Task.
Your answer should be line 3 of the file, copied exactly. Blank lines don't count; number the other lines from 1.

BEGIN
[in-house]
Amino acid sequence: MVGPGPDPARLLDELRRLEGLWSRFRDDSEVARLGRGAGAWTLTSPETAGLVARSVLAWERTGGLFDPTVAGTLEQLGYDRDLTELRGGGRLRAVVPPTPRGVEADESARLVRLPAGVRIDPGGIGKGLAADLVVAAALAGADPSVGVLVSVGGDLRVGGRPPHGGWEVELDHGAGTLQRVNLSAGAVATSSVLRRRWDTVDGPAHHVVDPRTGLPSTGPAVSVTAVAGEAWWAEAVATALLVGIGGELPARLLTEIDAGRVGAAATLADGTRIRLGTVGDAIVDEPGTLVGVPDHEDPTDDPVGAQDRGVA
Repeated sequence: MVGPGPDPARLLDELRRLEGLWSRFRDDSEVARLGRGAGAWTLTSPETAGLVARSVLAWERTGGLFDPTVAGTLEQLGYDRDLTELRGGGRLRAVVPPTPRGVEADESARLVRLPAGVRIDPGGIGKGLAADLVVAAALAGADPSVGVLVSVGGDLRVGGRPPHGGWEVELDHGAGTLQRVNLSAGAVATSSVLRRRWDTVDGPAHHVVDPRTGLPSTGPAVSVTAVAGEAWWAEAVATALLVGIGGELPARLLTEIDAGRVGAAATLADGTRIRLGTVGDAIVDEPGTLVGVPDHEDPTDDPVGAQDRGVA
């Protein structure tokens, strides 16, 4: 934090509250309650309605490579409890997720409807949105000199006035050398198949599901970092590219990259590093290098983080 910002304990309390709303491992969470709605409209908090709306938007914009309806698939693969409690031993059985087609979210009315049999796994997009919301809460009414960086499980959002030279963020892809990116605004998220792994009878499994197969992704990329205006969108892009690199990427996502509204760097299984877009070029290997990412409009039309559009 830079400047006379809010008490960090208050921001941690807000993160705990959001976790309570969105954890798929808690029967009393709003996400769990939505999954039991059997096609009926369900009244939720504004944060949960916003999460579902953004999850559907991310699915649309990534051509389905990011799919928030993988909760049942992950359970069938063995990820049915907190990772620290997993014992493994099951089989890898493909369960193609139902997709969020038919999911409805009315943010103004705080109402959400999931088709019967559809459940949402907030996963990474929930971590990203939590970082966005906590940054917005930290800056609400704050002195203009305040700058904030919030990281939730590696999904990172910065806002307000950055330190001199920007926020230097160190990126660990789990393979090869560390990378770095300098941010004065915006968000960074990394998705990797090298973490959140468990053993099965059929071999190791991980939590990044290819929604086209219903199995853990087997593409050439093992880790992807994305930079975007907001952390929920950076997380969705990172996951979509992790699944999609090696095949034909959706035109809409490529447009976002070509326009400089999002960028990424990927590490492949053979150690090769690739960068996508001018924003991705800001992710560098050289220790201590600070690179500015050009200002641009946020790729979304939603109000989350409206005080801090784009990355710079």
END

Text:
Repeated sequence: MVGPGPDPARLLDELRRLEGLWSRFRDDSEVARLGRGAGAWTLTSPETAGLVARSVLAWERTGGLFDPTVAGTLEQLGYDRDLTELRGGGRLRAVVPPTPRGVEADESARLVRLPAGVRIDPGGIGKGLAADLVVAAALAGADPSVGVLVSVGGDLRVGGRPPHGGWEVELDHGAGTLQRVNLSAGAVATSSVLRRRWDTVDGPAHHVVDPRTGLPSTGPAVSVTAVAGEAWWAEAVATALLVGIGGELPARLLTEIDAGRVGAAATLADGTRIRLGTVGDAIVDEPGTLVGVPDHEDPTDDPVGAQDRGVA